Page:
Hypersensitivity incidence after sugammadex administration in healthy subjects

a randomised controlled trial

K. C. Min, P. Bondiskey, V. Schulz, T. Woo, C. Assaid, W. Yu, T. Reynders, R. Declercq, J. McCrea, J. Dennie, N Franklin Adkinson, G. Shepherd, D. E. Gutstein

Research output: Contribution to journalArticle

Abstract

Background: We evaluated the incidence of hypersensitivity or anaphylaxis after repeated single-dose sugammadex administration in non-anaesthetised adults. Methods: In this multicentre, double-blind study (NCT02028065), healthy volunteer subjects were randomised (2:2:1 ratio) to one of three groups to receive three repeated intravenous injections of sugammadex 4 or 16 mg kg−1, or placebo, separated by a ∼5 week intervals. Targeted hypersensitivity assessments were performed 0.5, 4, and 24 h post-dosing, and hypersensitivity signs/symptoms were referred to a blinded independent Adjudication Committee. Anaphylaxis was determined per Sampson (Criterion 1). The primary endpoint was the proportion with confirmed hypersensitivity. Results: Of 375 evaluable subjects, 25 had confirmed hypersensitivity [sugammadex 4 mg kg−1: 10/151 (6.6%); sugammadex 16 mg kg−1: 14/148 (9.5%); placebo: 1/76 (1.3%)]. The differences in incidence rates vs placebo were 5.3% (95% confidence interval: –0.9, 10.7) for sugammadex 4 mg kg−1 and 8.1% (1.7, 14.2) for 16 mg kg−1. Incidence was similar across sugammadex doses and dosing occasions, including in subjects with reactions to previous doses. Three subjects (16 mg kg−1 group) required antihistamines/corticosteroids and discontinued the study, per protocol; symptoms resolved and no subject required epinephrine. One subject with anaphylaxis after the first 16 mg kg−1 dose recovered completely post-treatment. There were no clinically relevant anti-sugammadex antibody or tryptase findings. Conclusions: Hypersensitivity in response to sugammadex administration can occur in healthy subjects without history of previous sugammadex exposure. Hypersensitivity incidence was similar across sugammadex doses and numerically higher than placebo, with no evidence of sensitisation with repeated administration. Hypersensitivity is unlikely to be mediated through sugammadex-specific immunoglobulin G- or E-mediated mast cell stimulation in healthy volunteers. Clinical trial registration: NCT02028065.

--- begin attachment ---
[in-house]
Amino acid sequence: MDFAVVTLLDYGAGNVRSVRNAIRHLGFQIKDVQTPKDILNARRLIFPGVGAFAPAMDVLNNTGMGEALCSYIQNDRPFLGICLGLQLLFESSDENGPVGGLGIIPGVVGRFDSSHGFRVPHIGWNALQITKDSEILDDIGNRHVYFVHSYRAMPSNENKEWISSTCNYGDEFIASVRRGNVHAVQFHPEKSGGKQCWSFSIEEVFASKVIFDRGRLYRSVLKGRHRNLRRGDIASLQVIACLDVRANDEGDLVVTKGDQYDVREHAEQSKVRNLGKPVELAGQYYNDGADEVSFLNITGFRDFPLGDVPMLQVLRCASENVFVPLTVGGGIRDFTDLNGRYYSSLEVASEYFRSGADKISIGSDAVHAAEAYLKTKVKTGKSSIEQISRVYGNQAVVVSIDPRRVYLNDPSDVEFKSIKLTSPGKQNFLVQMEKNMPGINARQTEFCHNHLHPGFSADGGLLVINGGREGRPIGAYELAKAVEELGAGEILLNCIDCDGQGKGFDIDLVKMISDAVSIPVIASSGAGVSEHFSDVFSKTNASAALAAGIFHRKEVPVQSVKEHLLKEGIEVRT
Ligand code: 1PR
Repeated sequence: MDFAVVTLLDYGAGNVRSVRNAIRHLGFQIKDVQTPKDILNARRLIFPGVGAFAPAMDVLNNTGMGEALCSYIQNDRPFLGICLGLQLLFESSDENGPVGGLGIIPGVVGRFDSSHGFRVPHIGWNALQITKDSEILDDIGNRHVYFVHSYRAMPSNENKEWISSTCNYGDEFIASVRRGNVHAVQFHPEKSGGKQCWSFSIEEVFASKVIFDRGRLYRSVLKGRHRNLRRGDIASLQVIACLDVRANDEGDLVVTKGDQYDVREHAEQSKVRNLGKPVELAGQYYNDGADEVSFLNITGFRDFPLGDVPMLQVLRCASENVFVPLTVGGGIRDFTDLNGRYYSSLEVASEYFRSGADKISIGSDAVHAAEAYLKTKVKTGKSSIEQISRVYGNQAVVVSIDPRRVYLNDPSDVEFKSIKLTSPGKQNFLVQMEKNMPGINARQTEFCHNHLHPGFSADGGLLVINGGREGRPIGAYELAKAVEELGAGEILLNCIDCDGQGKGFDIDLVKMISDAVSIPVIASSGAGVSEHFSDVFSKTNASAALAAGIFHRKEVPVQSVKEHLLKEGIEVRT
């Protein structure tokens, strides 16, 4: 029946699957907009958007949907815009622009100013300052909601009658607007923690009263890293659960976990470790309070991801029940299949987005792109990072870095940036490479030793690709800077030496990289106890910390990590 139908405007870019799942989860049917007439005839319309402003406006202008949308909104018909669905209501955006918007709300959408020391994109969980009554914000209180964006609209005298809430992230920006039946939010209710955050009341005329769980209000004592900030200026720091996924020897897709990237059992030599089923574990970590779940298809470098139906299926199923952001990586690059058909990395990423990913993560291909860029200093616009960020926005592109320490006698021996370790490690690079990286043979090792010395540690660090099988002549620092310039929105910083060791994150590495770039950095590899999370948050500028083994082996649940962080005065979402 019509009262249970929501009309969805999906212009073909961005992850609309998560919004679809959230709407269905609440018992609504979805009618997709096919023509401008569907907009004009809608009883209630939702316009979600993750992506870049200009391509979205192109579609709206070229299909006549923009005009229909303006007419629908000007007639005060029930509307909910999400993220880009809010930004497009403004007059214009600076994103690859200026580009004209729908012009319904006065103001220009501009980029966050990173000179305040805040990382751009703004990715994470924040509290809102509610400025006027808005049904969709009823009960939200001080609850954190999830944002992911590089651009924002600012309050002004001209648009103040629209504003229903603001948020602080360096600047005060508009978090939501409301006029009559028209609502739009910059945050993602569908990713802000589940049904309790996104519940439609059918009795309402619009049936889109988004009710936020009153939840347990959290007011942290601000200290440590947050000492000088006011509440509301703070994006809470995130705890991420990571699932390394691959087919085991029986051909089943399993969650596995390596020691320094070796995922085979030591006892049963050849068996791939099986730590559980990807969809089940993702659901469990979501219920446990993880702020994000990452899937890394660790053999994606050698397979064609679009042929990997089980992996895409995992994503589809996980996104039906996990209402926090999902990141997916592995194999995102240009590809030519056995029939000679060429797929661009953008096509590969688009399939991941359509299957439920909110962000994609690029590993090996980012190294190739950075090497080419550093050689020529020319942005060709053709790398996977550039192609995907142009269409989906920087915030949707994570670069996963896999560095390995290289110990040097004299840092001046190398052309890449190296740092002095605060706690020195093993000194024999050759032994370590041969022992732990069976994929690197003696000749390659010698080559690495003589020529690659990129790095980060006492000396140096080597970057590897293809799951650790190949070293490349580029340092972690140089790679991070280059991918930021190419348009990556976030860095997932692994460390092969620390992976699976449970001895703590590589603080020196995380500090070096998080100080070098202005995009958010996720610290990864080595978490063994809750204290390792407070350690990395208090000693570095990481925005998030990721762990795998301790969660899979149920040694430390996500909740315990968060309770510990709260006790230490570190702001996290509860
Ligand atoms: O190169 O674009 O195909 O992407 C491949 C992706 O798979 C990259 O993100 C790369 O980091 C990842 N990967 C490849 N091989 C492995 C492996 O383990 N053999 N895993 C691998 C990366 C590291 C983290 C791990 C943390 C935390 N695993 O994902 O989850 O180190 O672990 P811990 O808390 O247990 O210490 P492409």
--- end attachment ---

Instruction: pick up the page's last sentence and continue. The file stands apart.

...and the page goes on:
Original languageEnglish (US)
Pages (from-to)749-757
Number of pages9
JournalBritish Journal of Anaesthesia
Volume121
Issue number4
DOIs
StatePublished - Oct 1 2018

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Healthy Volunteers
Hypersensitivity
Randomized Controlled Trials
Incidence
Anaphylaxis
Placebos
Sugammadex
Tryptases
Histamine Antagonists
Double-Blind Method
Mast Cells
Intravenous Injections
Immunoglobulin E
Epinephrine
Signs and Symptoms
Anti-Idiotypic Antibodies
Adrenal Cortex Hormones
Immunoglobulin G
Clinical Trials
Confidence Intervals

Keywords

  • anaphylaxis
  • hypersensitivity
  • neuromuscular block
  • sugammadex

ASJC Scopus subject areas

  • Anesthesiology and Pain Medicine

Cite this

Hypersensitivity incidence after sugammadex administration in healthy subjects : a randomised controlled trial. / Min, K. C.; Bondiskey, P.; Schulz, V.; Woo, T.; Assaid, C.; Yu, W.; Reynders, T.; Declercq, R.; McCrea, J.; Dennie, J.; Adkinson, N Franklin; Shepherd, G.; Gutstein, D. E.

In: British Journal of Anaesthesia, Vol. 121, No. 4, 01.10.2018, p. 749-757.

Research output: Contribution to journalArticle

Min, KC, Bondiskey, P, Schulz, V, Woo, T, Assaid, C, Yu, W, Reynders, T, Declercq, R, McCrea, J, Dennie, J, Adkinson, NF, Shepherd, G & Gutstein, DE 2018, 'Hypersensitivity incidence after sugammadex administration in healthy subjects: a randomised controlled trial', British Journal of Anaesthesia, vol. 121, no. 4, pp. 749-757. https://doi.org/10.1016/j.bja.2018.05.056
Min, K. C. ; Bondiskey, P. ; Schulz, V. ; Woo, T. ; Assaid, C. ; Yu, W. ; Reynders, T. ; Declercq, R. ; McCrea, J. ; Dennie, J. ; Adkinson, N Franklin ; Shepherd, G. ; Gutstein, D. E. / Hypersensitivity incidence after sugammadex administration in healthy subjects : a randomised controlled trial. In: British Journal of Anaesthesia. 2018 ; Vol. 121, No. 4. pp. 749-757.